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Mexican Stamps Honor Shows And Conventions
Stamp collecting has never been that popular in Mexico. In fact it has never really caught on with the population at large. Granted there are some avid collectors since the 19th century. The early collectors traded stamps with each other and managed to generate enough business to build up a small cadre of dealers. As time passed and the stamp collecting became more sophisticated, stamp shows and exhibitions started to be staged.
One stamp like label was created for a 1935 stamp exhibition that was held in Mexico. The label depicts a traditional Mexican subject matter. One example of this stamp is well executed, well printed, and has full gum. Labels such as this one were popular in the mid-20th century and were created for many stamp shows.
As stamp collecting became more popular, larger shows and exhibitions were staged, governments often mark these events with special stamp issues, and Mexico was no exception. Five stamps were issued by Mexico in 1947 to recognize Cipex, the international show held in New York City.
The 10-centavo low-value of the set shows President Franklin Roosevelt, a well known stamp collector. The commemorative also includes a stamp-on-stamp design of Mexico’s first stamp. Mexican postal authorities issued another stamp-on-stamp design in 1956 to mark the 100th anniversary of Mexican stamps. This stamp depicts a stamp exhibition held in Mexico City.
In 1960 , the Mexico Elmhurst Philatelic Society International, aka MEPSI, held a convention in Mexico City, and the post office overprinted a 10-peso surface mail stamp and 20p airmail stamp in limited quantities. The overprint translates to “in honor of collectors of Mexican postage stamps.”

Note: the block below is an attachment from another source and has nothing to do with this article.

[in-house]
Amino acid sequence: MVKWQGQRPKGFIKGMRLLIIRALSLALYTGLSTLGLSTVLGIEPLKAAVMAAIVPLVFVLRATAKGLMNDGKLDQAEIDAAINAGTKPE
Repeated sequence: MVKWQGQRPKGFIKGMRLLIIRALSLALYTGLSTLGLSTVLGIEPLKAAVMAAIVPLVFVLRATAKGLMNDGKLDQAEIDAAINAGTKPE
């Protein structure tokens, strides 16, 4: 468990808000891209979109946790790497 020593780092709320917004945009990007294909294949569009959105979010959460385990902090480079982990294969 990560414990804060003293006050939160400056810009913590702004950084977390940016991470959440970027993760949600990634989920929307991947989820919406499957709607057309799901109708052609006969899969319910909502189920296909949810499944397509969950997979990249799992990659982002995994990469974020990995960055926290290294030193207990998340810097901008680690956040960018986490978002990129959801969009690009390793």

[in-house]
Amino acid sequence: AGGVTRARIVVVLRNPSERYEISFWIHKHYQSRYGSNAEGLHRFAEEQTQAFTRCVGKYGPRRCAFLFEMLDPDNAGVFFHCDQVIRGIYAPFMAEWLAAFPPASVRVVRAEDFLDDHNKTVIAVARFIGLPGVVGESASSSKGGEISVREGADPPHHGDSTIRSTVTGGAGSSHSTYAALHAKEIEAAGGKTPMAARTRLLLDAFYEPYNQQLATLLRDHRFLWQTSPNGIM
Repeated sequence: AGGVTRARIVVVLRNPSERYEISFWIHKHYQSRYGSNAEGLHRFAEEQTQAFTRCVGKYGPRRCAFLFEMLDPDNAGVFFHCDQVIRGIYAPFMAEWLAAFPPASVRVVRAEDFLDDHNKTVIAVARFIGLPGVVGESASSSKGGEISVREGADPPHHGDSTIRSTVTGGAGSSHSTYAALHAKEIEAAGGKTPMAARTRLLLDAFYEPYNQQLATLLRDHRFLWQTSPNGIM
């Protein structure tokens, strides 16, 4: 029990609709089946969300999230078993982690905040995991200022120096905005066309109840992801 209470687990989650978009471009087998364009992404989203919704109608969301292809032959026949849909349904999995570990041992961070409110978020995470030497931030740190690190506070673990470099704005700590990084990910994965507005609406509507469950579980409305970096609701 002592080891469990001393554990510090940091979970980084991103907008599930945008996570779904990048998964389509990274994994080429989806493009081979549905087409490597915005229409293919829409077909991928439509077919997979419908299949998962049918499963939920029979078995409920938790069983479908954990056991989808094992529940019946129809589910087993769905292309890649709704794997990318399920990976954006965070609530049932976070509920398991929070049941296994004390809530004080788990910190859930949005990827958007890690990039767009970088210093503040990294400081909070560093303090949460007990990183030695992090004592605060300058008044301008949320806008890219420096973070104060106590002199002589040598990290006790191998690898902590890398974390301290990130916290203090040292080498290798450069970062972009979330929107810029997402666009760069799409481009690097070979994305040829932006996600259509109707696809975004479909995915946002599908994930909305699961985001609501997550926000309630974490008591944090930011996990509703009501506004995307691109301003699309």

The American Philatelic Society presented its 77th annual convention in Mexico City in October 1963, and a commemorative stamp was issued depicting, in a much reduced size, the 1956 stamp for the 100th anniversary of Mexican stamps. It is a curious example of a stamp-on-stamp-on-stamp design.
Mexican commemorative stamps issued during the 1970s and the 1980s recognized numerous shows and exhibitions. Most of these stamp shows are known by acronyms, such as Venezuela’s Exfilca 70, Peru’s Exfilima 70, and Mexico’s Exfilmex 74. The Interphil stamp shows a clever design of a perforation gauge by R. Davidson, designer of the Exporta series.
The Herfilex 83 show was dedicated to the stamps of the Mexican Revolution of 1913-16. One of the show promoters, Carlos Lucero designed the 6p stamp promoting the show. There stamps were issued for the Mexfil 85. The 22p low value features a stamp-on-stamp design of the 1856 8-reis stamp. The design shows the 8r stamp perforated, although it was only issued imperforate.
This is by no means a complete listing of Mexican stamps honoring the hobby of Mexican stamp collecting. However, the aforementioned stamps represent the willingness of Mexican postal authorities to print stamps promoting stamp collecting.
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